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Title: Atomistic Modeling of Corrosion Events at the Interface between a Metal and Its Environment

Atomistic simulation is a powerful tool for probing the structure and properties of materials and the nature of chemical reactions. Corrosion is a complex process that involves chemical reactions occurring at the interface between a material and its environment and is, therefore, highly suited to study by atomistic modeling techniques. In this paper, the complex nature of corrosion processes and mechanisms is briefly reviewed. Various atomistic methods for exploring corrosion mechanisms are then described, and recent applications in the literature surveyed. Several instances of the application of atomistic modeling to corrosion science are then reviewed in detail, including studies of the metal-water interface, the reaction of water on electrified metallic interfaces, the dissolution of metal atoms from metallic surfaces, and the role of competitive adsorption in controlling the chemical nature and structure of a metallic surface. Some perspectives are then given concerning the future of atomistic modeling in the field of corrosion science.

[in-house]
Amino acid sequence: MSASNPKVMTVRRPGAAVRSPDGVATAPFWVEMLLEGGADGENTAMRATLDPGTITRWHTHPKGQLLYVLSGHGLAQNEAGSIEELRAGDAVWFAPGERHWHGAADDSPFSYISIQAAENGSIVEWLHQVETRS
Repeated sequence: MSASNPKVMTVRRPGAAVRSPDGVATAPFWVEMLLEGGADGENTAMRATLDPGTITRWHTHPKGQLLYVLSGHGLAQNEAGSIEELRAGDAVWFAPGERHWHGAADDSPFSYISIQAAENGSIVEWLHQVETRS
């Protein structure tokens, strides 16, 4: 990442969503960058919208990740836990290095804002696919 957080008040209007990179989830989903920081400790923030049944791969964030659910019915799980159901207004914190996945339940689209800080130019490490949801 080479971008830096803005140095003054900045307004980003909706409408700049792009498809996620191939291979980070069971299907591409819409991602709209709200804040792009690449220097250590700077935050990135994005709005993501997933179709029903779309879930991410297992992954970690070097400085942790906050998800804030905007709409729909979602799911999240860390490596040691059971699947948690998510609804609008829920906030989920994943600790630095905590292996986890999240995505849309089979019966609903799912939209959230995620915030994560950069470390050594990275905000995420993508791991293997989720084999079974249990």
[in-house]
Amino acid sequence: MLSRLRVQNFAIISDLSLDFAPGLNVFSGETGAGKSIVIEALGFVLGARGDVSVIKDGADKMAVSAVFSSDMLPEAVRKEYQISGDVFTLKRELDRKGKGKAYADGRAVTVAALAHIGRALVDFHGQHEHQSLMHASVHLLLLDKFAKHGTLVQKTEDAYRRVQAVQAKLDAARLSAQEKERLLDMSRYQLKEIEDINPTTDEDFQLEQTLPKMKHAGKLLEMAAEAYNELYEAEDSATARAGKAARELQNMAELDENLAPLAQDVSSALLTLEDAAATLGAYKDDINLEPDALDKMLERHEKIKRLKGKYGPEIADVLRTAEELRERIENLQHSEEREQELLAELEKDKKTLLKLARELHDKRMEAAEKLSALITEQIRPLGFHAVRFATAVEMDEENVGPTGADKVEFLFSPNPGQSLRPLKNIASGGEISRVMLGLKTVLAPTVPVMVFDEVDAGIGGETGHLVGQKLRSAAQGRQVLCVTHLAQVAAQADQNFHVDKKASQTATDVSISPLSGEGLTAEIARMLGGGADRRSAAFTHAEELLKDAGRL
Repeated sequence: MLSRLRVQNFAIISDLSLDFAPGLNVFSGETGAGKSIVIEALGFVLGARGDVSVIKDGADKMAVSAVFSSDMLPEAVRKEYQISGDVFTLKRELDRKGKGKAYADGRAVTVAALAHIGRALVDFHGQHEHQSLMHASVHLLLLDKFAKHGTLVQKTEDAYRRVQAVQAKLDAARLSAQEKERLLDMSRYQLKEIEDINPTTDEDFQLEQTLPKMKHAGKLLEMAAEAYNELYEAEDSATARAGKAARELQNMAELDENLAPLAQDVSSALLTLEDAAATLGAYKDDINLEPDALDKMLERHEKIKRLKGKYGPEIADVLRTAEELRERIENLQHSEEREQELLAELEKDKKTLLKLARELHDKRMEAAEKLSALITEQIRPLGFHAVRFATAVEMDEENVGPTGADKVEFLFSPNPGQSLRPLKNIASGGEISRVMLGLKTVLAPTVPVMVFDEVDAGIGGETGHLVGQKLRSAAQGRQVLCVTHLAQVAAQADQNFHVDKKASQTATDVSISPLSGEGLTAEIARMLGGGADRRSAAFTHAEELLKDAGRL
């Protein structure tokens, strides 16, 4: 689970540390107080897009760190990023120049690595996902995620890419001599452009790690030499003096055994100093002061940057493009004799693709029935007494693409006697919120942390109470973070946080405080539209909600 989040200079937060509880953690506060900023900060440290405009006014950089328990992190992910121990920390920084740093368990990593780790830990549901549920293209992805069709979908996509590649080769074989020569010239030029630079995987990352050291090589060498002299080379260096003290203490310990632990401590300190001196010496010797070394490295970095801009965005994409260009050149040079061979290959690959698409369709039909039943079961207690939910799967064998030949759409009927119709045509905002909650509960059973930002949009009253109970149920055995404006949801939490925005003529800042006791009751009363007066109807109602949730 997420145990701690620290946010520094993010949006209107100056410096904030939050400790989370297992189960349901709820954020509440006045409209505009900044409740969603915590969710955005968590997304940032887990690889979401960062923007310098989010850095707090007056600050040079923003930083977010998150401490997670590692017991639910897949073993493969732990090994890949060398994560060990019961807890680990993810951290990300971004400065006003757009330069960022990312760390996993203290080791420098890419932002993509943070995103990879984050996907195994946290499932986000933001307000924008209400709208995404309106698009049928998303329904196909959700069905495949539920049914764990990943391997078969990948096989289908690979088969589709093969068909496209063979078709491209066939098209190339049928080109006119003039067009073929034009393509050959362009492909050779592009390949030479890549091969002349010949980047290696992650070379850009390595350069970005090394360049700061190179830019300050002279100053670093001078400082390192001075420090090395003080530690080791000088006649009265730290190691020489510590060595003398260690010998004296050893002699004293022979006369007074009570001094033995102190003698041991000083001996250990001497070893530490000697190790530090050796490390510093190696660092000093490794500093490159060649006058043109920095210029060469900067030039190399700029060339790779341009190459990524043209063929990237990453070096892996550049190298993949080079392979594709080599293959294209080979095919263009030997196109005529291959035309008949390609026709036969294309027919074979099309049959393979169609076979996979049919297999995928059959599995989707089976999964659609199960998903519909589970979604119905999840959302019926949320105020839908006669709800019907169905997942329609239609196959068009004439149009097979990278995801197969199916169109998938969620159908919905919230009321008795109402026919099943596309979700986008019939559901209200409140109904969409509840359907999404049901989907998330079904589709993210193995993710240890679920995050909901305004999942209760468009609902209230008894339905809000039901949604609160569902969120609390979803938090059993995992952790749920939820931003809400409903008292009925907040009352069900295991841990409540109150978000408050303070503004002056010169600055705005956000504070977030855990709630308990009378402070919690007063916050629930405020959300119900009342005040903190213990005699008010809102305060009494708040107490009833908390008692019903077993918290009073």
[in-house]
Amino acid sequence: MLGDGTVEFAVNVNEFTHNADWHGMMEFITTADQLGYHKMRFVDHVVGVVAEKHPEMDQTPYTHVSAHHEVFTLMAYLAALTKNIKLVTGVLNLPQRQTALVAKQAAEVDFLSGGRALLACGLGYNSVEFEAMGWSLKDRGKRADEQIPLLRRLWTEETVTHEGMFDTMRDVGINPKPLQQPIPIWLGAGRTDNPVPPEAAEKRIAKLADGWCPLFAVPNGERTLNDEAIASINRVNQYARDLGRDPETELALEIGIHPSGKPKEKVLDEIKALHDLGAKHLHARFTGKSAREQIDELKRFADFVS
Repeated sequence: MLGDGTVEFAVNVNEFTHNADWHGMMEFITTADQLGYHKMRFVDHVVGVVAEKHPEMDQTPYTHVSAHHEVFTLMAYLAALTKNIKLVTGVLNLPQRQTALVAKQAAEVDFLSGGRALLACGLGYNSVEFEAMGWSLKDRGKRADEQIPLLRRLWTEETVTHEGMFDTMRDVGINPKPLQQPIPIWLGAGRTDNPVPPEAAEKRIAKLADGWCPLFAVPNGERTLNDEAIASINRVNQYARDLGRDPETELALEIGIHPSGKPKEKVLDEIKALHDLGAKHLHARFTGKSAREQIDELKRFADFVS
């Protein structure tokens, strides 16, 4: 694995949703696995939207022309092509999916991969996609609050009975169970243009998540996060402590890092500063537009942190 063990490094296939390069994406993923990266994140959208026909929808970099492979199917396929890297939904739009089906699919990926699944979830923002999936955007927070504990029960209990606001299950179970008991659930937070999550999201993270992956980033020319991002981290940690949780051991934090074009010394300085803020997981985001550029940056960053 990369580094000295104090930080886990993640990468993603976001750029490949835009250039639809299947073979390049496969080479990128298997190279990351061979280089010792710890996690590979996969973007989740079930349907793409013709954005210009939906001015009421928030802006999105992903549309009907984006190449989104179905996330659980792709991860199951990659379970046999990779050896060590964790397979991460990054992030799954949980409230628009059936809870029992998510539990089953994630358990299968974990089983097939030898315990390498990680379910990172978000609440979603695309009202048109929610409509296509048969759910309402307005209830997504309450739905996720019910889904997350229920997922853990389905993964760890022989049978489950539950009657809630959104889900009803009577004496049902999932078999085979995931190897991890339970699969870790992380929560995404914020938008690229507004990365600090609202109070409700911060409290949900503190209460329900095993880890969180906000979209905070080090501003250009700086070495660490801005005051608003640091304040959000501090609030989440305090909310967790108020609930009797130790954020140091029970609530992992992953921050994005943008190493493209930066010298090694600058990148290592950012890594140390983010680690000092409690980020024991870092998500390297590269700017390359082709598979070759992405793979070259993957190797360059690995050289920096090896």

Authors:
 [1]
  1. Materials Technology - Metallurgy (MST-6), Materials Science and Technology, Los Alamos National Laboratory, Los Alamos, NM 87545, USA
Publication Date:
OSTI Identifier:
1198179
Grant/Contract Number:
AC52[28]-06NA2539
Type:
Published Article
Journal Name:
International Journal of Corrosion
Additional Journal Information:
Journal Volume: 2012; Related Information: CHORUS Timestamp: 2016-08-02 13:17:34; Journal ID: ISSN 1687-9325
Publisher:
Hindawi Publishing Corporation
Sponsoring Org:
USDOE National Nuclear Security Administration (NNSA)
Country of Publication:
Country unknown/Code not available
Language:
English